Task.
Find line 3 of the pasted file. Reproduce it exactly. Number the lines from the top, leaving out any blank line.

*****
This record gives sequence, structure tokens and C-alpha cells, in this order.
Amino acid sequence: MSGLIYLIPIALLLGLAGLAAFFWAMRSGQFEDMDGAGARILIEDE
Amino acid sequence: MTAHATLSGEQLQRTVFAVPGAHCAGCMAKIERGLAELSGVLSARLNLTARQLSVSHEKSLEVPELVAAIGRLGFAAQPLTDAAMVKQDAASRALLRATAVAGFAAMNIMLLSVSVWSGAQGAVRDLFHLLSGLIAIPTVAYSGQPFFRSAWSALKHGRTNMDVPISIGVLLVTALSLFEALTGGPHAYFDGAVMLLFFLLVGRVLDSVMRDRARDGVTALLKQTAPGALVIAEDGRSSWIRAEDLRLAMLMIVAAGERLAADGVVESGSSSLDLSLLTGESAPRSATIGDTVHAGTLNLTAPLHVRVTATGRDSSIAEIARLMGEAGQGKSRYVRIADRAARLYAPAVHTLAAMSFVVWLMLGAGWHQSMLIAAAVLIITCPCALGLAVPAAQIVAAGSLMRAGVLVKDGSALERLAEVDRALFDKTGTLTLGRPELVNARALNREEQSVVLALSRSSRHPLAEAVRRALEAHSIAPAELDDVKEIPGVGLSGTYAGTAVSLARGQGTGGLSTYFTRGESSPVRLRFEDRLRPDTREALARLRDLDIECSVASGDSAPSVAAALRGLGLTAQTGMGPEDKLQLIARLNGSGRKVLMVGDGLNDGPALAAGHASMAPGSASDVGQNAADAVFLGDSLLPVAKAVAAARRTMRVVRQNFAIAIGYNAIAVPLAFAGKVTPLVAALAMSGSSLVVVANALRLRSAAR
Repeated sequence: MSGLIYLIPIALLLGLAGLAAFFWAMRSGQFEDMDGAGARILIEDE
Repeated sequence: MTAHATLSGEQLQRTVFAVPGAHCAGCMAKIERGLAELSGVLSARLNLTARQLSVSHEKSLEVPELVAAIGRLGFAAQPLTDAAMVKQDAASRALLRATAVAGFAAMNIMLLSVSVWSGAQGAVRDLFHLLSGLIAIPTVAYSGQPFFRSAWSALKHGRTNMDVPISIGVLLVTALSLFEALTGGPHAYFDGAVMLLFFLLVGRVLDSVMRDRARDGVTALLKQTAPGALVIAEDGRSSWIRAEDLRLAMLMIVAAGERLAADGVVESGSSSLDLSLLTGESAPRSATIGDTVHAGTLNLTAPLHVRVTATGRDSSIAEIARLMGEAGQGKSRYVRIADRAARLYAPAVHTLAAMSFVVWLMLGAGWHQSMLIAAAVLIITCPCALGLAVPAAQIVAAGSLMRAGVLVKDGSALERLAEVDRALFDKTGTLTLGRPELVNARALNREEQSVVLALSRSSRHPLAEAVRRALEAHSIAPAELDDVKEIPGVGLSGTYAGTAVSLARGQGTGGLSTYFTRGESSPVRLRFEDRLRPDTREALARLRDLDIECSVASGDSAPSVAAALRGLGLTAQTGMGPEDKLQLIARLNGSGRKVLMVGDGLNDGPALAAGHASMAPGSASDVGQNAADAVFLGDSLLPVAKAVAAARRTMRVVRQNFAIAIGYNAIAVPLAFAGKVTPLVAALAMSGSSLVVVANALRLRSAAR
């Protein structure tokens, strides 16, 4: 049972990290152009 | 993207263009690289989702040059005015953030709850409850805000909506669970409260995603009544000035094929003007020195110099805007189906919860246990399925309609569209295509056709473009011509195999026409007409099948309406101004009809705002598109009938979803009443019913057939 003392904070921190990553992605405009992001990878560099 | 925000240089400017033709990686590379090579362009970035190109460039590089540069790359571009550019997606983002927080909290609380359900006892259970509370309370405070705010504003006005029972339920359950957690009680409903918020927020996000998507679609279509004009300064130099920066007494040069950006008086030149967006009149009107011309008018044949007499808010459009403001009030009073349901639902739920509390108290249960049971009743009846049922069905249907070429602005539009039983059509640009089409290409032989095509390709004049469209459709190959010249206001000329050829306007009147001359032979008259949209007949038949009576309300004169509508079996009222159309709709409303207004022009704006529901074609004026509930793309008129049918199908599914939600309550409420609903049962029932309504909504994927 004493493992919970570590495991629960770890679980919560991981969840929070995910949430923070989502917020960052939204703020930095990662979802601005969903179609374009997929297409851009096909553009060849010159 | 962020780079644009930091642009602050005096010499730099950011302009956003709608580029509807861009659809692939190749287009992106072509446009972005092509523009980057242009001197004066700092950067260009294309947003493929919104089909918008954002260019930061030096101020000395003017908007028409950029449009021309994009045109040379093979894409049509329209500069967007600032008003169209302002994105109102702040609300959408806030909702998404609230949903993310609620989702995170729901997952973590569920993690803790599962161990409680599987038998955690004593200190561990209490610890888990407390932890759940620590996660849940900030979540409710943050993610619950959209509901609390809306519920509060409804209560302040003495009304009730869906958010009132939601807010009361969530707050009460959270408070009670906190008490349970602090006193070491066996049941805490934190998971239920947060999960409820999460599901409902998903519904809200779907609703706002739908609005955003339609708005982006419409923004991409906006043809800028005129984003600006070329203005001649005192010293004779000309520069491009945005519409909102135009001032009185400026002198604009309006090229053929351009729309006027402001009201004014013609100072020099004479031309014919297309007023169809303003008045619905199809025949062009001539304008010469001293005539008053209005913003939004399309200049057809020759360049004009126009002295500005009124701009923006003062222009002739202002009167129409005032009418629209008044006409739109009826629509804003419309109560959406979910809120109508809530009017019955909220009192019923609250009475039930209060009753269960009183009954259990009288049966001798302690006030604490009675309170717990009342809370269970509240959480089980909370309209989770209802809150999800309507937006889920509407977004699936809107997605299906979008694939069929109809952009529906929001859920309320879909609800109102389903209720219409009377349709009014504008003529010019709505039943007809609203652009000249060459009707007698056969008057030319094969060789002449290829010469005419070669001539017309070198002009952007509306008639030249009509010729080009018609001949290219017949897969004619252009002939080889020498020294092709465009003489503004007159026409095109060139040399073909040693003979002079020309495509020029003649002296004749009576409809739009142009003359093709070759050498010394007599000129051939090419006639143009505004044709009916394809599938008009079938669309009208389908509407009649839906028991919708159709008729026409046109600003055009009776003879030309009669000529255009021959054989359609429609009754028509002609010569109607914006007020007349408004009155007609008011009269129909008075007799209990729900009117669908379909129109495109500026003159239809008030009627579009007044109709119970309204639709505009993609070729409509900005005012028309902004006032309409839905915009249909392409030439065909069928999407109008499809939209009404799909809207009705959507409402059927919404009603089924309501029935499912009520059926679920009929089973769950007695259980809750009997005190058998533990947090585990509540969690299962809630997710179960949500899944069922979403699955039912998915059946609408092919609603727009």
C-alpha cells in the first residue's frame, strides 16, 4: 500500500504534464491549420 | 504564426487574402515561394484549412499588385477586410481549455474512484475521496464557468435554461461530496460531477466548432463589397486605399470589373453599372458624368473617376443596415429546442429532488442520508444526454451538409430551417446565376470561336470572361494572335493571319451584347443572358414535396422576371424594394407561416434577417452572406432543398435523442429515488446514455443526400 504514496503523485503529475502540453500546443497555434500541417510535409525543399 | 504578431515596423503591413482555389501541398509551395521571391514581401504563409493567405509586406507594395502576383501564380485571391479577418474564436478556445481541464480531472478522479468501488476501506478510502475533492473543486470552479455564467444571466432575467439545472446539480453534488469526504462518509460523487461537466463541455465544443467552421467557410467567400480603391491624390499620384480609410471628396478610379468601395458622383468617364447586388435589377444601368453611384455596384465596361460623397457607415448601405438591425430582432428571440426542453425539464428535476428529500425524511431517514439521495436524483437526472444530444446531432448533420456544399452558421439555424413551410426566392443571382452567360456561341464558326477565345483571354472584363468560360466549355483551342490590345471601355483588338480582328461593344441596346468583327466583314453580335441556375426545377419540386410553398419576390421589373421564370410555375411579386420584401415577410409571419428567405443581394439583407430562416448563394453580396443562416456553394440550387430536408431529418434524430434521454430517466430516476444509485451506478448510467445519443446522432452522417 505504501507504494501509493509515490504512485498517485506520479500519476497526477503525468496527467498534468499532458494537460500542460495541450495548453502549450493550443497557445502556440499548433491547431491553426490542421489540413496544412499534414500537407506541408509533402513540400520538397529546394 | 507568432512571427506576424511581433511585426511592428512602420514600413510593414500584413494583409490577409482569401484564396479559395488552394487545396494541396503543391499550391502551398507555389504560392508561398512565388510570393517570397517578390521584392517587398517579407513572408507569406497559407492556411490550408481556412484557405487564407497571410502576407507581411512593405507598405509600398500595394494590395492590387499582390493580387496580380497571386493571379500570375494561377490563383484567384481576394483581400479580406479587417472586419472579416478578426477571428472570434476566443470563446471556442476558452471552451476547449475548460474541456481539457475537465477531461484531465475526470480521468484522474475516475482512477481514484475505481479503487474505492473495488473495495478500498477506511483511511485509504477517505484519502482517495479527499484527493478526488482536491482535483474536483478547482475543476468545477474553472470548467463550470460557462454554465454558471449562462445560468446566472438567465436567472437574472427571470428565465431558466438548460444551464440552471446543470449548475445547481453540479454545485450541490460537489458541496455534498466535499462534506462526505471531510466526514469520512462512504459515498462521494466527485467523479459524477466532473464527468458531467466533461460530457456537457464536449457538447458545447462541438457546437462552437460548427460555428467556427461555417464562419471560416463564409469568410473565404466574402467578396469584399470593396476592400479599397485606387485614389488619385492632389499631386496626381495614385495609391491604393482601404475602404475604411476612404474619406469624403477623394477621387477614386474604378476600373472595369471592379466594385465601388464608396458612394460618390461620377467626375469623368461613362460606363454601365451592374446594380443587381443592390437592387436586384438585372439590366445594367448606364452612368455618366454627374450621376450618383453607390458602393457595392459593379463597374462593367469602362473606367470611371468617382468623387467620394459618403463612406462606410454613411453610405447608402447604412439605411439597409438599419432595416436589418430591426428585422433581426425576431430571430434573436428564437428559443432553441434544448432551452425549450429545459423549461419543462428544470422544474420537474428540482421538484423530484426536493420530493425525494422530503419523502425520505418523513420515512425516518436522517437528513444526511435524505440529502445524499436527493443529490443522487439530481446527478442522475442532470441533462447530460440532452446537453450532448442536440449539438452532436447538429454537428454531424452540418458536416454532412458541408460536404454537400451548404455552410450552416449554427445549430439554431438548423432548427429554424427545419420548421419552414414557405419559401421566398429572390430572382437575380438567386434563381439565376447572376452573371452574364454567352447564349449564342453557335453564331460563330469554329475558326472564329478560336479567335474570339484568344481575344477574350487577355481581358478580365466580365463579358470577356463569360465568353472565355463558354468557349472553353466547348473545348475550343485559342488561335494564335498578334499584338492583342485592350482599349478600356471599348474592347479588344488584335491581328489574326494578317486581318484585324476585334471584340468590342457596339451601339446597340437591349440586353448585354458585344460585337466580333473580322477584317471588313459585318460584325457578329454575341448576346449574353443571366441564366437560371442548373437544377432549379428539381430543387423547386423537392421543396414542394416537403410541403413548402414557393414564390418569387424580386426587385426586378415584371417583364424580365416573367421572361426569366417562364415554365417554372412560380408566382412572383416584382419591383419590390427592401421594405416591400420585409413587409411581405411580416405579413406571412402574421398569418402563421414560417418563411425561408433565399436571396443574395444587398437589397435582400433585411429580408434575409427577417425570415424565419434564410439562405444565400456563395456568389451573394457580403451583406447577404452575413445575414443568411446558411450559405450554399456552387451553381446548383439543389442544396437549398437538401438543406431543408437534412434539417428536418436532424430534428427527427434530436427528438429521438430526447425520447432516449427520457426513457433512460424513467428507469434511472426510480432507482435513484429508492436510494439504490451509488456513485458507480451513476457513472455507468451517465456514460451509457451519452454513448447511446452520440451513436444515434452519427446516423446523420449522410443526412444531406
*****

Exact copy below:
Amino acid sequence: MTAHATLSGEQLQRTVFAVPGAHCAGCMAKIERGLAELSGVLSARLNLTARQLSVSHEKSLEVPELVAAIGRLGFAAQPLTDAAMVKQDAASRALLRATAVAGFAAMNIMLLSVSVWSGAQGAVRDLFHLLSGLIAIPTVAYSGQPFFRSAWSALKHGRTNMDVPISIGVLLVTALSLFEALTGGPHAYFDGAVMLLFFLLVGRVLDSVMRDRARDGVTALLKQTAPGALVIAEDGRSSWIRAEDLRLAMLMIVAAGERLAADGVVESGSSSLDLSLLTGESAPRSATIGDTVHAGTLNLTAPLHVRVTATGRDSSIAEIARLMGEAGQGKSRYVRIADRAARLYAPAVHTLAAMSFVVWLMLGAGWHQSMLIAAAVLIITCPCALGLAVPAAQIVAAGSLMRAGVLVKDGSALERLAEVDRALFDKTGTLTLGRPELVNARALNREEQSVVLALSRSSRHPLAEAVRRALEAHSIAPAELDDVKEIPGVGLSGTYAGTAVSLARGQGTGGLSTYFTRGESSPVRLRFEDRLRPDTREALARLRDLDIECSVASGDSAPSVAAALRGLGLTAQTGMGPEDKLQLIARLNGSGRKVLMVGDGLNDGPALAAGHASMAPGSASDVGQNAADAVFLGDSLLPVAKAVAAARRTMRVVRQNFAIAIGYNAIAVPLAFAGKVTPLVAALAMSGSSLVVVANALRLRSAAR